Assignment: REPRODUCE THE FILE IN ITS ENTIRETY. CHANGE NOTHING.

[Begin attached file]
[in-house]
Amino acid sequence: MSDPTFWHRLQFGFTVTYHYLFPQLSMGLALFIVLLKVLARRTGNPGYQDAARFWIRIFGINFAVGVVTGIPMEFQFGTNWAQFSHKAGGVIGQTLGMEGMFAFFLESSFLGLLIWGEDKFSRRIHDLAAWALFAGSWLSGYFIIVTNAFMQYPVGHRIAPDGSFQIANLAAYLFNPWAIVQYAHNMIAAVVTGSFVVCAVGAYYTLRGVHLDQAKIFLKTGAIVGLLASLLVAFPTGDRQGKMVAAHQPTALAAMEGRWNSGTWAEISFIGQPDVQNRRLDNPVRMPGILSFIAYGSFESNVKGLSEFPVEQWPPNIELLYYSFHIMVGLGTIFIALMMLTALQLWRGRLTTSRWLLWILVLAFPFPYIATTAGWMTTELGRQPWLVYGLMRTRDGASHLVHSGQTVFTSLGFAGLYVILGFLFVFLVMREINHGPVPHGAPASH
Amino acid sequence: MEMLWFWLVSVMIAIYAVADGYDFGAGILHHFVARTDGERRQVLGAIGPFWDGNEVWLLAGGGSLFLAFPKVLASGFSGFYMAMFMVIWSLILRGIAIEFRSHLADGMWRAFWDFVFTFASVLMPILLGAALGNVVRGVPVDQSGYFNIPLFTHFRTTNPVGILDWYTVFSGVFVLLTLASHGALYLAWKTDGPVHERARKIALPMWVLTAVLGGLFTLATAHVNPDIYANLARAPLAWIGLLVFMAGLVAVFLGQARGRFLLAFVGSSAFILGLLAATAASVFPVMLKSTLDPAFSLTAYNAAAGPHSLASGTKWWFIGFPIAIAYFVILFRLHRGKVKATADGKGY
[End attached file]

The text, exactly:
[in-house]
Amino acid sequence: MSDPTFWHRLQFGFTVTYHYLFPQLSMGLALFIVLLKVLARRTGNPGYQDAARFWIRIFGINFAVGVVTGIPMEFQFGTNWAQFSHKAGGVIGQTLGMEGMFAFFLESSFLGLLIWGEDKFSRRIHDLAAWALFAGSWLSGYFIIVTNAFMQYPVGHRIAPDGSFQIANLAAYLFNPWAIVQYAHNMIAAVVTGSFVVCAVGAYYTLRGVHLDQAKIFLKTGAIVGLLASLLVAFPTGDRQGKMVAAHQPTALAAMEGRWNSGTWAEISFIGQPDVQNRRLDNPVRMPGILSFIAYGSFESNVKGLSEFPVEQWPPNIELLYYSFHIMVGLGTIFIALMMLTALQLWRGRLTTSRWLLWILVLAFPFPYIATTAGWMTTELGRQPWLVYGLMRTRDGASHLVHSGQTVFTSLGFAGLYVILGFLFVFLVMREINHGPVPHGAPASH
Amino acid sequence: MEMLWFWLVSVMIAIYAVADGYDFGAGILHHFVARTDGERRQVLGAIGPFWDGNEVWLLAGGGSLFLAFPKVLASGFSGFYMAMFMVIWSLILRGIAIEFRSHLADGMWRAFWDFVFTFASVLMPILLGAALGNVVRGVPVDQSGYFNIPLFTHFRTTNPVGILDWYTVFSGVFVLLTLASHGALYLAWKTDGPVHERARKIALPMWVLTAVLGGLFTLATAHVNPDIYANLARAPLAWIGLLVFMAGLVAVFLGQARGRFLLAFVGSSAFILGLLAATAASVFPVMLKSTLDPAFSLTAYNAAAGPHSLASGTKWWFIGFPIAIAYFVILFRLHRGKVKATADGKGY